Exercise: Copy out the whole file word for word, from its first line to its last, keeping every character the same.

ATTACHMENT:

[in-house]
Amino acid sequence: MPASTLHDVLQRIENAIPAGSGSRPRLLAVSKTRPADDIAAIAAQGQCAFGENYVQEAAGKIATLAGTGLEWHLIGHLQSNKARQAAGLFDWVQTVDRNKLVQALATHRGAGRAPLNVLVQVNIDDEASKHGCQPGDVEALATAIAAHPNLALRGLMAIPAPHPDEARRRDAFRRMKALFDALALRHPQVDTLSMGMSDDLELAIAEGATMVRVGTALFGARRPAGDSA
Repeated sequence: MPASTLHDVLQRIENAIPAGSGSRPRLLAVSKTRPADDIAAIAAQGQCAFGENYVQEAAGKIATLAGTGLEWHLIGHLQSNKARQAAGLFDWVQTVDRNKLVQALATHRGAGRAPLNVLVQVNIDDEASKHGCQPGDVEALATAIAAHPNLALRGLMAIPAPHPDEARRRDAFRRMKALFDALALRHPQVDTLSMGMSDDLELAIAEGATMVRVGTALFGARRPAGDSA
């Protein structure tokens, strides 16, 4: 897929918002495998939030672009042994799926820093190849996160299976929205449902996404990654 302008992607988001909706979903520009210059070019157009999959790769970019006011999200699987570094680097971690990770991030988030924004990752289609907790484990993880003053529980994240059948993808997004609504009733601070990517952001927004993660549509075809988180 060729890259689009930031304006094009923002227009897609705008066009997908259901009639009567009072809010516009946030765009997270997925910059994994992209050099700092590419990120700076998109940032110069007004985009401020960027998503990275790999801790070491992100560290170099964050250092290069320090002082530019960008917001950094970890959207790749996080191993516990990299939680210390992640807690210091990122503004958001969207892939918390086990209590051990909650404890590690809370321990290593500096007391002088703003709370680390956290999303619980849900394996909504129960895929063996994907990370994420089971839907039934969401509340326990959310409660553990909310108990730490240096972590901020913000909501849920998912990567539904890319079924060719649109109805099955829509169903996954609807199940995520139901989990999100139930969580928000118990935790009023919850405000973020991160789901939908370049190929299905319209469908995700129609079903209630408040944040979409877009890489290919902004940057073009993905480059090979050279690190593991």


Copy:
[in-house]
Amino acid sequence: MPASTLHDVLQRIENAIPAGSGSRPRLLAVSKTRPADDIAAIAAQGQCAFGENYVQEAAGKIATLAGTGLEWHLIGHLQSNKARQAAGLFDWVQTVDRNKLVQALATHRGAGRAPLNVLVQVNIDDEASKHGCQPGDVEALATAIAAHPNLALRGLMAIPAPHPDEARRRDAFRRMKALFDALALRHPQVDTLSMGMSDDLELAIAEGATMVRVGTALFGARRPAGDSA
Repeated sequence: MPASTLHDVLQRIENAIPAGSGSRPRLLAVSKTRPADDIAAIAAQGQCAFGENYVQEAAGKIATLAGTGLEWHLIGHLQSNKARQAAGLFDWVQTVDRNKLVQALATHRGAGRAPLNVLVQVNIDDEASKHGCQPGDVEALATAIAAHPNLALRGLMAIPAPHPDEARRRDAFRRMKALFDALALRHPQVDTLSMGMSDDLELAIAEGATMVRVGTALFGARRPAGDSA
């Protein structure tokens, strides 16, 4: 897929918002495998939030672009042994799926820093190849996160299976929205449902996404990654 302008992607988001909706979903520009210059070019157009999959790769970019006011999200699987570094680097971690990770991030988030924004990752289609907790484990993880003053529980994240059948993808997004609504009733601070990517952001927004993660549509075809988180 060729890259689009930031304006094009923002227009897609705008066009997908259901009639009567009072809010516009946030765009997270997925910059994994992209050099700092590419990120700076998109940032110069007004985009401020960027998503990275790999801790070491992100560290170099964050250092290069320090002082530019960008917001950094970890959207790749996080191993516990990299939680210390992640807690210091990122503004958001969207892939918390086990209590051990909650404890590690809370321990290593500096007391002088703003709370680390956290999303619980849900394996909504129960895929063996994907990370994420089971839907039934969401509340326990959310409660553990909310108990730490240096972590901020913000909501849920998912990567539904890319079924060719649109109805099955829509169903996954609807199940995520139901989990999100139930969580928000118990935790009023919850405000973020991160789901939908370049190929299905319209469908995700129609079903209630408040944040979409877009890489290919902004940057073009993905480059090979050279690190593991």